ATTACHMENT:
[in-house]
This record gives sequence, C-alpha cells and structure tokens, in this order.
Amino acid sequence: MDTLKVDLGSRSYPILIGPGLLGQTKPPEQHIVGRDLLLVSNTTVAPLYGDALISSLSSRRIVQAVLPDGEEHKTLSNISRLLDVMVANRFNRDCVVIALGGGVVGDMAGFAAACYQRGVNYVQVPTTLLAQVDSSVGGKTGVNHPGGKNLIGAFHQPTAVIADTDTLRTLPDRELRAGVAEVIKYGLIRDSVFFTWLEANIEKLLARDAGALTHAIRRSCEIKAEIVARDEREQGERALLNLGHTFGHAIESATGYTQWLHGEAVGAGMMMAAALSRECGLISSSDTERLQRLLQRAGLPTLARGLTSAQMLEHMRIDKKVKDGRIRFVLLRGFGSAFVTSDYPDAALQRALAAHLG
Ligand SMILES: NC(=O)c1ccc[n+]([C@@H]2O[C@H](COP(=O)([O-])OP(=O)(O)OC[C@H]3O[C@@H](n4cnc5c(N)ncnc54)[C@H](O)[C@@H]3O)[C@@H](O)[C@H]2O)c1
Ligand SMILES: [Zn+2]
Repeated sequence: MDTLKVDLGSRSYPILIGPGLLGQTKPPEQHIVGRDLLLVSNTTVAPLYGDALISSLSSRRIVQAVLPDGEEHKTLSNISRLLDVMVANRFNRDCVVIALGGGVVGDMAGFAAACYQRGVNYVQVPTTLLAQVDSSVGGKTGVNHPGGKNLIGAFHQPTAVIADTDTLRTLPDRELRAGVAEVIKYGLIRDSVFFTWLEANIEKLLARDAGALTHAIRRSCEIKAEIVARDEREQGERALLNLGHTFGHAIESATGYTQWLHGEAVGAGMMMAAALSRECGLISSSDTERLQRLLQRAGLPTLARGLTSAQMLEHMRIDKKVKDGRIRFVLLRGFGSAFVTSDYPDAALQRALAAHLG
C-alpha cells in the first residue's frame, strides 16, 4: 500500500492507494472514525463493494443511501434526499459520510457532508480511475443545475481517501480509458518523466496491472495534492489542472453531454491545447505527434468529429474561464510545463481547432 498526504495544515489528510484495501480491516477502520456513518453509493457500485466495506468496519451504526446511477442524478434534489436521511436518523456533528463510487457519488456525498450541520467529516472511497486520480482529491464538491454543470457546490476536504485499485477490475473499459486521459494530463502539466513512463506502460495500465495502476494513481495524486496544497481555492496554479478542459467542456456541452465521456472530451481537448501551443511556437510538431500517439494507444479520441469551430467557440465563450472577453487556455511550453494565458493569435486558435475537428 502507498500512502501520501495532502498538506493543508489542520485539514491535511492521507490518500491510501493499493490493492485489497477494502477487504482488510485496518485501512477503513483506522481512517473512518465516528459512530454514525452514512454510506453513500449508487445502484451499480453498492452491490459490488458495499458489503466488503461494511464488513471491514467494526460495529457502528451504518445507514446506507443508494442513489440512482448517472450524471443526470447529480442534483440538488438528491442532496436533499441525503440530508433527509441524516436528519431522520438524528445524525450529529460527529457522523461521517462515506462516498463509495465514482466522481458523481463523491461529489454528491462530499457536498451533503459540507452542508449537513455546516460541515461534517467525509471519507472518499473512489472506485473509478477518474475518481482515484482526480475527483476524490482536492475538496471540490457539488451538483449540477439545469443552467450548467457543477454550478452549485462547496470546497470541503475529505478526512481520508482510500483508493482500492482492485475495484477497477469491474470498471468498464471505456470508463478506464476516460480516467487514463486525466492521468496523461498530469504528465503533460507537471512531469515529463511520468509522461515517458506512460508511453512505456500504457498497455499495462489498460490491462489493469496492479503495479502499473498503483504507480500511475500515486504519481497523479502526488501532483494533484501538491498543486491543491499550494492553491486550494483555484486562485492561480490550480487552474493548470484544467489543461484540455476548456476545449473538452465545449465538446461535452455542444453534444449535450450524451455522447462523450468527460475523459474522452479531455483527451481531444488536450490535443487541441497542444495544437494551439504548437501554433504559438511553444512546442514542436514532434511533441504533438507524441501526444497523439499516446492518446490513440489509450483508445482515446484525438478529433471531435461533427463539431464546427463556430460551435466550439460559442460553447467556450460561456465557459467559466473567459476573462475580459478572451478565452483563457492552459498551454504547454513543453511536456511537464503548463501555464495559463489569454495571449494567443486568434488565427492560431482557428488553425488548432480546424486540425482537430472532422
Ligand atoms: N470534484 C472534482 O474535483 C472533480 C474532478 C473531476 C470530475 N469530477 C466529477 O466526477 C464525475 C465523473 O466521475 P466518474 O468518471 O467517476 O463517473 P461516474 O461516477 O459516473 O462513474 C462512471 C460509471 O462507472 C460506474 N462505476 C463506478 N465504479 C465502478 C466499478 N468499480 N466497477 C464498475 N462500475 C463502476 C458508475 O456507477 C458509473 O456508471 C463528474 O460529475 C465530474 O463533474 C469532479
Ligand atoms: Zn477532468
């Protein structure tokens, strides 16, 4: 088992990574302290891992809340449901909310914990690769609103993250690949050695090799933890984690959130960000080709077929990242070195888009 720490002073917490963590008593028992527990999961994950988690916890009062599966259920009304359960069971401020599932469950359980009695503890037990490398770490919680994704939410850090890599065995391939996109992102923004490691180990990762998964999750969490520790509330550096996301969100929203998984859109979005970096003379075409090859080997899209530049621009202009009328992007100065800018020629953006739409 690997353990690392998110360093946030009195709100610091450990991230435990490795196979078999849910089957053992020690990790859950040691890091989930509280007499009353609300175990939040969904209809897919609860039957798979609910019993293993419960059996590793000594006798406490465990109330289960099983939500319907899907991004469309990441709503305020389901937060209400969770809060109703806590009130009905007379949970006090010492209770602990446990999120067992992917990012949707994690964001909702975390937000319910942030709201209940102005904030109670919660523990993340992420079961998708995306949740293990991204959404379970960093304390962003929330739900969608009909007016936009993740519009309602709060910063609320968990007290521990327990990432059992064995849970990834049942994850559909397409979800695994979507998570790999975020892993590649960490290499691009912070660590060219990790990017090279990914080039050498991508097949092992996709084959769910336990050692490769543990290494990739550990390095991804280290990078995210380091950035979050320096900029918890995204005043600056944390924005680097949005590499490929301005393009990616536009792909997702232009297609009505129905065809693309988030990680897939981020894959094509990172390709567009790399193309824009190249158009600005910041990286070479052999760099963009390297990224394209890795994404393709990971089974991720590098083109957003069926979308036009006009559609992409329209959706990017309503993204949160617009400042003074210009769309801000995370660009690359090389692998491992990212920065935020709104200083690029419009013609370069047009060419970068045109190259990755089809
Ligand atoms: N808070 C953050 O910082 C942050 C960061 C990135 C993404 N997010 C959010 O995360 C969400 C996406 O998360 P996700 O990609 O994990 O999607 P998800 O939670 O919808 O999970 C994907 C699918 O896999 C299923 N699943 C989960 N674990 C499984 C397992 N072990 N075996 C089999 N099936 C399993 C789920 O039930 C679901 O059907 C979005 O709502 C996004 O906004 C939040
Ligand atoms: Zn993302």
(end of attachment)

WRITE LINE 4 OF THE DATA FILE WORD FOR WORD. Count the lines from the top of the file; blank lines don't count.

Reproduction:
Ligand SMILES: NC(=O)c1ccc[n+]([C@@H]2O[C@H](COP(=O)([O-])OP(=O)(O)OC[C@H]3O[C@@H](n4cnc5c(N)ncnc54)[C@H](O)[C@@H]3O)[C@@H](O)[C@H]2O)c1